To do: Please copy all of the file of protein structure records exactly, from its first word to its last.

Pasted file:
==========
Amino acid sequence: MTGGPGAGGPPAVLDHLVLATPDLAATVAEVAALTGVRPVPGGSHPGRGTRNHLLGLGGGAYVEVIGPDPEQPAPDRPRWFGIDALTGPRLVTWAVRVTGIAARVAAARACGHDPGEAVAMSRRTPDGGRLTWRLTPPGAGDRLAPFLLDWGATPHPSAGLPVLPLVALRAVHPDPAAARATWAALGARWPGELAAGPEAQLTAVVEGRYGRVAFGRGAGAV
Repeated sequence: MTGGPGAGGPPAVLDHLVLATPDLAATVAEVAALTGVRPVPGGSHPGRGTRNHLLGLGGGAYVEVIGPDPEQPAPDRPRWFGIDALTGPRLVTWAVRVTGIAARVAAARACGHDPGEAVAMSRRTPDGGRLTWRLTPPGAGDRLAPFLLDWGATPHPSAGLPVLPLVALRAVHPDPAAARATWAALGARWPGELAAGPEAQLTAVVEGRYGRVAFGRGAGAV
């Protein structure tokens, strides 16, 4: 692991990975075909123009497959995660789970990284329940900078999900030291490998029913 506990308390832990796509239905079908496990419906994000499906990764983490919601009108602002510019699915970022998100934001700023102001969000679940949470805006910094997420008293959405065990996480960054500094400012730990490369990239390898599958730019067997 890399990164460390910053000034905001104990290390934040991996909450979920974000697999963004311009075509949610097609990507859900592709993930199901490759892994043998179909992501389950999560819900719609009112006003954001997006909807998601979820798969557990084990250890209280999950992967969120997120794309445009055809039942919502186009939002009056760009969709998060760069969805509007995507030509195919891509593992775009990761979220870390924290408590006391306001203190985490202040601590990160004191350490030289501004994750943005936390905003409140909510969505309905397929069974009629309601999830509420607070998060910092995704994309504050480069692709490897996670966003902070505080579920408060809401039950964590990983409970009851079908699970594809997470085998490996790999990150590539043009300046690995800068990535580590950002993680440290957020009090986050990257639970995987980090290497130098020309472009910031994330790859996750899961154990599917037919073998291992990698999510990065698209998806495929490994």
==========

Amino acid sequence: MTGGPGAGGPPAVLDHLVLATPDLAATVAEVAALTGVRPVPGGSHPGRGTRNHLLGLGGGAYVEVIGPDPEQPAPDRPRWFGIDALTGPRLVTWAVRVTGIAARVAAARACGHDPGEAVAMSRRTPDGGRLTWRLTPPGAGDRLAPFLLDWGATPHPSAGLPVLPLVALRAVHPDPAAARATWAALGARWPGELAAGPEAQLTAVVEGRYGRVAFGRGAGAV
Repeated sequence: MTGGPGAGGPPAVLDHLVLATPDLAATVAEVAALTGVRPVPGGSHPGRGTRNHLLGLGGGAYVEVIGPDPEQPAPDRPRWFGIDALTGPRLVTWAVRVTGIAARVAAARACGHDPGEAVAMSRRTPDGGRLTWRLTPPGAGDRLAPFLLDWGATPHPSAGLPVLPLVALRAVHPDPAAARATWAALGARWPGELAAGPEAQLTAVVEGRYGRVAFGRGAGAV
């Protein structure tokens, strides 16, 4: 692991990975075909123009497959995660789970990284329940900078999900030291490998029913 506990308390832990796509239905079908496990419906994000499906990764983490919601009108602002510019699915970022998100934001700023102001969000679940949470805006910094997420008293959405065990996480960054500094400012730990490369990239390898599958730019067997 890399990164460390910053000034905001104990290390934040991996909450979920974000697999963004311009075509949610097609990507859900592709993930199901490759892994043998179909992501389950999560819900719609009112006003954001997006909807998601979820798969557990084990250890209280999950992967969120997120794309445009055809039942919502186009939002009056760009969709998060760069969805509007995507030509195919891509593992775009990761979220870390924290408590006391306001203190985490202040601590990160004191350490030289501004994750943005936390905003409140909510969505309905397929069974009629309601999830509420607070998060910092995704994309504050480069692709490897996670966003902070505080579920408060809401039950964590990983409970009851079908699970594809997470085998490996790999990150590539043009300046690995800068990535580590950002993680440290957020009090986050990257639970995987980090290497130098020309472009910031994330790859996750899961154990599917037919073998291992990698999510990065698209998806495929490994």